A GROUP from Malaysia are in Britain today seeking justice for their massacred family members in a case which could have a knock-on effect on Ireland.
Relatives of those killed by the British army during the Batang Kali massacre more than 65 years ago were in London's Supreme Court today to press for a public inquiry into their relatives' deaths.
If successful, the ramifications could see Britain being forced to examine a range of historical deaths at the hands of its troops – including those who died during the Troubles in the North of Ireland.
The surviving relatives of those killed during the Batang Kali massacre – who are now well into their 70s – have been fighting for a public inquiry into the deaths for years.
On December 12, 1948 British troops allegedly surrounded a rubber plantation in the Malaysian town, separating the men from the women and children. In total the group say that 24 men were killed by automatic gunfire, witnessed by their wives and children.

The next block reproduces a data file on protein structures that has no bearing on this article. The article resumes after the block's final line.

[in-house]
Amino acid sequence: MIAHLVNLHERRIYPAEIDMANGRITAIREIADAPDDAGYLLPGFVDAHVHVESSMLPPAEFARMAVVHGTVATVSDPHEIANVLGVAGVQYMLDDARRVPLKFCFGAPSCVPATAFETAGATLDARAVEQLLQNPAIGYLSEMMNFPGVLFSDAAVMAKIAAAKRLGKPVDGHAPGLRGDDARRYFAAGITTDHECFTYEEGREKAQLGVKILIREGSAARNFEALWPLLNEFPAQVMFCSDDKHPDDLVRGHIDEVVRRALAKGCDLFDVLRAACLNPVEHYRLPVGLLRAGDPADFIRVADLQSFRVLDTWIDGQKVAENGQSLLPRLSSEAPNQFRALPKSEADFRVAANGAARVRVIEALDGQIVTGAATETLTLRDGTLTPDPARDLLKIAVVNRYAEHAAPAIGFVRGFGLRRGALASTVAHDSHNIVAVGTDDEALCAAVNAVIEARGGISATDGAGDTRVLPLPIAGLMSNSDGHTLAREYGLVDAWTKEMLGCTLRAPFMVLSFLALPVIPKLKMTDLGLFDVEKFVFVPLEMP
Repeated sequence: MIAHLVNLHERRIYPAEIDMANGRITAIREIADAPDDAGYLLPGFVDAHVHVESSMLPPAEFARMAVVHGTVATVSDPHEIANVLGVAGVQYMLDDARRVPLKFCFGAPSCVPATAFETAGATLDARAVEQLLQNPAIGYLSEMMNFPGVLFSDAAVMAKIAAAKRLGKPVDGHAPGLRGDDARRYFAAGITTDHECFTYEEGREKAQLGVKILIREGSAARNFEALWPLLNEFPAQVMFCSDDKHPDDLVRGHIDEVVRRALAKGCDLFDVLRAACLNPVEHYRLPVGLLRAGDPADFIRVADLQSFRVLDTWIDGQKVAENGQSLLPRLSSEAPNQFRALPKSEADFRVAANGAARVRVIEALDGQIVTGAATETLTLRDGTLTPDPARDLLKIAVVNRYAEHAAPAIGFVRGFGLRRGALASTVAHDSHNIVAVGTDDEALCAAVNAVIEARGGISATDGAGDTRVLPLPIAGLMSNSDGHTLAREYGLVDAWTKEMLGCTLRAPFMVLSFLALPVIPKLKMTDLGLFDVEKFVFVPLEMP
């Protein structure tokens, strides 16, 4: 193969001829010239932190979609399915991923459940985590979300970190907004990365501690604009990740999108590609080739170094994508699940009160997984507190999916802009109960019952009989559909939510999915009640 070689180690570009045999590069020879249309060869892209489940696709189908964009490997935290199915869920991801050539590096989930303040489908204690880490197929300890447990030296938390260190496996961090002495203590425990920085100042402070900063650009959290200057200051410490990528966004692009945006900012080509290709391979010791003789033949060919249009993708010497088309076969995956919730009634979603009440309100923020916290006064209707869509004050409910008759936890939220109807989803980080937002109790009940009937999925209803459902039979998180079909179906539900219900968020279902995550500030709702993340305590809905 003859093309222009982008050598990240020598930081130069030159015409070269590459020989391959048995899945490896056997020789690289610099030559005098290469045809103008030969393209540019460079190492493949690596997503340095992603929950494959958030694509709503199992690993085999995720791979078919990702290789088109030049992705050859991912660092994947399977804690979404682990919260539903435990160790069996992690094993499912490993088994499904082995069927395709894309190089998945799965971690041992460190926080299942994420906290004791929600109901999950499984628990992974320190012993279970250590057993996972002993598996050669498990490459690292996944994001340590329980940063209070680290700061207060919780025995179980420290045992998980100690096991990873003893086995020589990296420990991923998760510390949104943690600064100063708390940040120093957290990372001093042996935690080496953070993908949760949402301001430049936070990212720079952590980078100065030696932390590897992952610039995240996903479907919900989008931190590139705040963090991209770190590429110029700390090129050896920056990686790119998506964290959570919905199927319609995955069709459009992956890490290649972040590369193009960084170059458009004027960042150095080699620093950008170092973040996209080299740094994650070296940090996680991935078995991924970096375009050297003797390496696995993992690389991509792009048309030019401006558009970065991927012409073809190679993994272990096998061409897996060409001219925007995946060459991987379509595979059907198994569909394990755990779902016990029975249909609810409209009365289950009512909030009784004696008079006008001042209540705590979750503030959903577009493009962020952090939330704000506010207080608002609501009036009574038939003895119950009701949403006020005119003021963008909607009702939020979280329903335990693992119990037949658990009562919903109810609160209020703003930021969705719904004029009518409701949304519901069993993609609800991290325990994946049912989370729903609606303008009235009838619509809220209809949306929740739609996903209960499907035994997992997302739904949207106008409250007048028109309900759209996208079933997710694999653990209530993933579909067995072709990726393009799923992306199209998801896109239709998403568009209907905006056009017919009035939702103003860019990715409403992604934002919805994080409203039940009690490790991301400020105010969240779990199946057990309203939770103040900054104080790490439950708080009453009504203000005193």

At the time the British Government claimed the men were suspected insurgents and were killed as they tried to escape, but defence lawyers for the family members argue that they may have been deliberately executed.
Under Article 2 of the European Convention on Human Rights, which is incorporated into British law by the Human Rights Act, the British Government is prohibited from intentional killing and a proper investigation is required into any deaths caused by the state.
This also pertains to hundreds of deaths which occurred during the Troubles, mainly in the North of Ireland.
The Batang Kali case should shine more light on whether the Human Rights Act 1998 applies to events which happened before it came into force, a technicality which will be the major issue of concern in Ireland.
If it does not apply the deaths of the Batang Kali massacre - as well as those of the Troubles - will not be subject to a public inquiry.